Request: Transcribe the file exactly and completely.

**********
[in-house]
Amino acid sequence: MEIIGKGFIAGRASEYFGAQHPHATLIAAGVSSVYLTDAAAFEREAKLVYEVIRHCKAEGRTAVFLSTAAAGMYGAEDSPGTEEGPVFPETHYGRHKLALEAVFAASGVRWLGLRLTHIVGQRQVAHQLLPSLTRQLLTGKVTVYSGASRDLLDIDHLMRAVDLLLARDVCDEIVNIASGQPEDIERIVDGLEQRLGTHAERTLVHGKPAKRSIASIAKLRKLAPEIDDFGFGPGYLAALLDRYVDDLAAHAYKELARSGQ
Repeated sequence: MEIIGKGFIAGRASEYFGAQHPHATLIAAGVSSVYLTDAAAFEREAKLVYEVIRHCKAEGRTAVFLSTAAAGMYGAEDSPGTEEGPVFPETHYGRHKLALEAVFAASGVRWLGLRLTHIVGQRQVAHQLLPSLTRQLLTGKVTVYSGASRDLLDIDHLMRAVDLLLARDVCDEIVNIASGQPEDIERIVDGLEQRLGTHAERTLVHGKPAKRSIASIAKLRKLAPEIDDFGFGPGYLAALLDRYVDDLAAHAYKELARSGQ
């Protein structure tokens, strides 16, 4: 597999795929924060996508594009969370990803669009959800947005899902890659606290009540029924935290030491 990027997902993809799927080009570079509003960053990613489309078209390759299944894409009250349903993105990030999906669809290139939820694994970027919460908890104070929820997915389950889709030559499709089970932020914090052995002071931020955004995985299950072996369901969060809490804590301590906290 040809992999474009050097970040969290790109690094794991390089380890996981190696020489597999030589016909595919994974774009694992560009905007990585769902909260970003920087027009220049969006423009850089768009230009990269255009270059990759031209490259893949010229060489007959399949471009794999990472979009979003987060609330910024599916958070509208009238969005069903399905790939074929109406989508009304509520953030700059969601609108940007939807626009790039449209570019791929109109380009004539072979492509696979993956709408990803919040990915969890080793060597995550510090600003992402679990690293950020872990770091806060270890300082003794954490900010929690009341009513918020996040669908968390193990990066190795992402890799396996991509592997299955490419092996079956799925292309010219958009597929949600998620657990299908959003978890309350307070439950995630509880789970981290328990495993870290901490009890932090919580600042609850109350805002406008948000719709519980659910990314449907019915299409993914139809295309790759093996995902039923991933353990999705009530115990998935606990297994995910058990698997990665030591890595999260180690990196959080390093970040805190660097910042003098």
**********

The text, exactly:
[in-house]
Amino acid sequence: MEIIGKGFIAGRASEYFGAQHPHATLIAAGVSSVYLTDAAAFEREAKLVYEVIRHCKAEGRTAVFLSTAAAGMYGAEDSPGTEEGPVFPETHYGRHKLALEAVFAASGVRWLGLRLTHIVGQRQVAHQLLPSLTRQLLTGKVTVYSGASRDLLDIDHLMRAVDLLLARDVCDEIVNIASGQPEDIERIVDGLEQRLGTHAERTLVHGKPAKRSIASIAKLRKLAPEIDDFGFGPGYLAALLDRYVDDLAAHAYKELARSGQ
Repeated sequence: MEIIGKGFIAGRASEYFGAQHPHATLIAAGVSSVYLTDAAAFEREAKLVYEVIRHCKAEGRTAVFLSTAAAGMYGAEDSPGTEEGPVFPETHYGRHKLALEAVFAASGVRWLGLRLTHIVGQRQVAHQLLPSLTRQLLTGKVTVYSGASRDLLDIDHLMRAVDLLLARDVCDEIVNIASGQPEDIERIVDGLEQRLGTHAERTLVHGKPAKRSIASIAKLRKLAPEIDDFGFGPGYLAALLDRYVDDLAAHAYKELARSGQ
């Protein structure tokens, strides 16, 4: 597999795929924060996508594009969370990803669009959800947005899902890659606290009540029924935290030491 990027997902993809799927080009570079509003960053990613489309078209390759299944894409009250349903993105990030999906669809290139939820694994970027919460908890104070929820997915389950889709030559499709089970932020914090052995002071931020955004995985299950072996369901969060809490804590301590906290 040809992999474009050097970040969290790109690094794991390089380890996981190696020489597999030589016909595919994974774009694992560009905007990585769902909260970003920087027009220049969006423009850089768009230009990269255009270059990759031209490259893949010229060489007959399949471009794999990472979009979003987060609330910024599916958070509208009238969005069903399905790939074929109406989508009304509520953030700059969601609108940007939807626009790039449209570019791929109109380009004539072979492509696979993956709408990803919040990915969890080793060597995550510090600003992402679990690293950020872990770091806060270890300082003794954490900010929690009341009513918020996040669908968390193990990066190795992402890799396996991509592997299955490419092996079956799925292309010219958009597929949600998620657990299908959003978890309350307070439950995630509880789970981290328990495993870290901490009890932090919580600042609850109350805002406008948000719709519980659910990314449907019915299409993914139809295309790759093996995902039923991933353990999705009530115990998935606990297994995910058990698997990665030591890595999260180690990196959080390093970040805190660097910042003098």